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Trip provides New York agriculture producers insight into Chilean practices

Twenty-seven New York agricultural leaders from all segments of the industry recently embarked on a seven-day international agricultural study trip to Chile. The trip was organized by Class XI of LEAD New York, a professional leadership development program administered through Cornell University.

Chile was picked as the destination of choice for the Class XI international study trip because of its diverse agricultural industry and growing economy. Chile has many modern technology and production practices, along with a trade surplus based largely on strong agricultural exports that presented the class many opportunities from which to learn. The class also enjoyed learning about Chile's diverse geography and climate, which present both challenges and opportunities for the country.

"You can talk all you want about agriculture in other parts of the world, but until you see it, feel it, taste it, experience it for yourself, you really can't fully understand the depth of this industry," Larry Van De Valk, LEAD-NY director, said in a press release. "The class' experience in Chile opened their eyes to a kind of agricultural entrepreneurship that doesn't necessarily require a lot of money or technology but does entail a great deal of pride in one's country."

"We want to thank The Produce News for supplying LEAD-NY Class XI with copies of its January 1, 2007 edition that focused on the Chilean fresh fruit industry. The publication provided an excellent preview to the many facets of Chile's fresh produce industry that we were able to see and experience."

LEAD-NY Class XI departed Feb. 10 for Santiago and returned Feb. 18. Over the course of seven days, LEAD New York Class XI met with numerous agricultural and government officials and toured many agricultural and Chilean operations. Specifically, they met with U.S. Ambassador Craig Kelly and officials from the Ministry of Agriculture. They toured an export fruit packinghouse, an agricultural experiment station, a winery, the world's largest copper mine, a dairy farm, an apple orchard, and an organic fruit and vegetable operation.

With the Andes Mountains to the east, the Pacific Ocean to the west, Antarctica to the south and a desert to the north, Chile has a natural environment that protects crops and livestock from disease. This unique situation enables Chile to produce an abundance and diversity of high-quality produce, forestry and livestock products. Since much of the country is relatively poor, most of its high-end production is exported.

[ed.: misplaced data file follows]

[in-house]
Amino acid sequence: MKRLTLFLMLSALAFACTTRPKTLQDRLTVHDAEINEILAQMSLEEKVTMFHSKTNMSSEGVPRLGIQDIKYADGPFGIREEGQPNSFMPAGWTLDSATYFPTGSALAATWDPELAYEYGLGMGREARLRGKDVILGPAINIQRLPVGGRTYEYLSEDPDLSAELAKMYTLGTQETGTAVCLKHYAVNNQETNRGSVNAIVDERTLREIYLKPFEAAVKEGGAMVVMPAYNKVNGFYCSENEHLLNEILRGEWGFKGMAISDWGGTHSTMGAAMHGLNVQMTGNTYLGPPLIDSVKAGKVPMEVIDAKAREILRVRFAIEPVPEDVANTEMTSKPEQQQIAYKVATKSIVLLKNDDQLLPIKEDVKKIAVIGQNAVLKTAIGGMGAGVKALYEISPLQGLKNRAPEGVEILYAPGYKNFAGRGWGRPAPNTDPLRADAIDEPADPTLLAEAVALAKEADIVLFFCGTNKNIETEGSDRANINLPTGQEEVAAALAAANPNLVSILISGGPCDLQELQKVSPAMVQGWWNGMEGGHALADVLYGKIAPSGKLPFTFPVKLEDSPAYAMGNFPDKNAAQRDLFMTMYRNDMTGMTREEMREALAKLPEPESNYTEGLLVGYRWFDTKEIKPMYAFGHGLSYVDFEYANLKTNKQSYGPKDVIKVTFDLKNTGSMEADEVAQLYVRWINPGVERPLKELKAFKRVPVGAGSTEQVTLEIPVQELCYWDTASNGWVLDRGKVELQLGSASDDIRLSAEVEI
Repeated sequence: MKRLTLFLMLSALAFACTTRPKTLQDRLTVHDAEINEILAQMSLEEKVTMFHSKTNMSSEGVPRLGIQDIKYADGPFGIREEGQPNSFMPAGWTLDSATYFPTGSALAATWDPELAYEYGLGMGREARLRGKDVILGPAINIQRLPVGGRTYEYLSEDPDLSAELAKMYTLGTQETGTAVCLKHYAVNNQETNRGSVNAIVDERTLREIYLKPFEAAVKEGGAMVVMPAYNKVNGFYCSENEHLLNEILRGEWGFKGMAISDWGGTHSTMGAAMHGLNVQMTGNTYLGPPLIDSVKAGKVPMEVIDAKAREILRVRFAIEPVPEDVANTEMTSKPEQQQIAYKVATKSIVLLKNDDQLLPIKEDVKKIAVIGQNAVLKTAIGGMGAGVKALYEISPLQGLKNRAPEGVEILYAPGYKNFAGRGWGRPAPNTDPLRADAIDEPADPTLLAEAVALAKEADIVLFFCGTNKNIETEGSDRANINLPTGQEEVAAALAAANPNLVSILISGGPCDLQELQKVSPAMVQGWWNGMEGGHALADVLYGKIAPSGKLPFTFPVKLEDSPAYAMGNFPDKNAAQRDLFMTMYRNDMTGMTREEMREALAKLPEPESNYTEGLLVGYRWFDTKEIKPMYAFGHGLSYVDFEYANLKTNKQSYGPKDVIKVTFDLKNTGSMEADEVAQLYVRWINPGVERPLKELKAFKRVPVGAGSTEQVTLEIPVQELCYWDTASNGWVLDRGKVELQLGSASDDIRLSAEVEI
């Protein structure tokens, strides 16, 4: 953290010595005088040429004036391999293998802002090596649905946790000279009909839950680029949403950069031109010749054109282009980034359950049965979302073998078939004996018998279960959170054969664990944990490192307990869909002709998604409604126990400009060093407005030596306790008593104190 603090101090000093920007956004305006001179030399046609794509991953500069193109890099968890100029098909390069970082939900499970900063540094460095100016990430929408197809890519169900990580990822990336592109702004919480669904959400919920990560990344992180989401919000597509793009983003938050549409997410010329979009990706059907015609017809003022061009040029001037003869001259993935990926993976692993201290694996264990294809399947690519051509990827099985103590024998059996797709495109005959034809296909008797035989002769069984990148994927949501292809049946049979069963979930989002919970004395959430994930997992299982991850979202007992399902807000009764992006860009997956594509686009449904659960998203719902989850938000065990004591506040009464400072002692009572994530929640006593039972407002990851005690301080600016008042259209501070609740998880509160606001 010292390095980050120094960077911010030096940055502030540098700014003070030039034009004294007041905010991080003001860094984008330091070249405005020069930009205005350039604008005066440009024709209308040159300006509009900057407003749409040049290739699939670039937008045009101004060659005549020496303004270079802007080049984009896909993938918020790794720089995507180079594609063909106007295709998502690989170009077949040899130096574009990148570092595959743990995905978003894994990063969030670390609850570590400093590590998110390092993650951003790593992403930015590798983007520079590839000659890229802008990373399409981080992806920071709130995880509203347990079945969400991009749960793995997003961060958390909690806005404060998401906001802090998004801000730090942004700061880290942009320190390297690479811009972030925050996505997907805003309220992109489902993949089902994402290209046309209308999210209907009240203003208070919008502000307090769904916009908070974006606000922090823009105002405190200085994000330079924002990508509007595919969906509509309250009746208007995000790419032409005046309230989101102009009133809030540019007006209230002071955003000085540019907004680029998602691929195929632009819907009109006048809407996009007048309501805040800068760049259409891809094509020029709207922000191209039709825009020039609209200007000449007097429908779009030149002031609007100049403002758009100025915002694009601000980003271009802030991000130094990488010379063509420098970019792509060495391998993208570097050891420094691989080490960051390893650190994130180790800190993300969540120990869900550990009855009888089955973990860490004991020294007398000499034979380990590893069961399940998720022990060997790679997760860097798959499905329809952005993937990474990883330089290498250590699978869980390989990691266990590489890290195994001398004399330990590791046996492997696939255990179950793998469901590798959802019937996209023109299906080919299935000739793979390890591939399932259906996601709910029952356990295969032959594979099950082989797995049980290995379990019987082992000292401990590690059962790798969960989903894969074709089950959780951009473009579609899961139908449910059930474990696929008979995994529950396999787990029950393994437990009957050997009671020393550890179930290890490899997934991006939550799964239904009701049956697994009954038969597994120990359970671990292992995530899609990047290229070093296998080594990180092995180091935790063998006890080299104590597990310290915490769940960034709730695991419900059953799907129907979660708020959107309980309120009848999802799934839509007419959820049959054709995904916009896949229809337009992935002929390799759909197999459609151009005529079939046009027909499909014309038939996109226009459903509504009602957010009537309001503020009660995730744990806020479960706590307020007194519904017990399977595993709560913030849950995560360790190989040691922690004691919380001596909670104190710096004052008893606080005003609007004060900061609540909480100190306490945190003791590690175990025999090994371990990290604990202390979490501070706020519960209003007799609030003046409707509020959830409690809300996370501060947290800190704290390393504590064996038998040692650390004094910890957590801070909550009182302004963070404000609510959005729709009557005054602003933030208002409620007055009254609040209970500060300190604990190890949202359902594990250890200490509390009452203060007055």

Chile is the leading exporter of table grapes and plums, and is also a leading exporter of apples, timber, wine, salmon and avocados. Over 40 percent of Chile's exports go to the United States.

From a professional development standpoint, the Chile trip was designed to take class members out of their "comfort zones" and to allow them to experience a different culture. By visiting a South American country, class members were able to compare and contrast New York agriculture to another part of the world, analyze competitive advantages and disadvantages, and see all aspects of agriculture (production, processing, marketing, labor issues, environmental issues and trade) from a new and different perspective. The study trip also served as a culmination of all the lessons learned during LEAD New York's two-year program, including analytical and critical thinking, listening and decision-making.

The trip to Chile was sponsored by the American Agriculturist Foundation and the Agway Foundation. This is the first time LEAD New York has gone to a South American country. Other international study destinations organized by LEAD New York include England, the Netherlands, Mexico and Canada. LEAD New York consists of 50 days of seminars, workshops and field travel experiences both in and out of New York state, including a weeklong international study trip like this one to Chile. It is designed for women and men who provide leadership to the food and agricultural industry. The program focuses on leadership skill development, civic engagement, a greater understanding of agricultural issues and cultivating leadership networks.

Currently, there are 313 LEAD New York alumni. These individuals serve in local, state and federal government positions, not-for-profit organizations and educational institutions.

As one LEAD New York alum stated, "LEAD New York was an eye-opening experience for me. I not only made lifelong friends, I also learned key skills that have proved useful throughout my career. LEAD New York changed my perspective and has helped me be a more knowledgeable advocate for agriculture."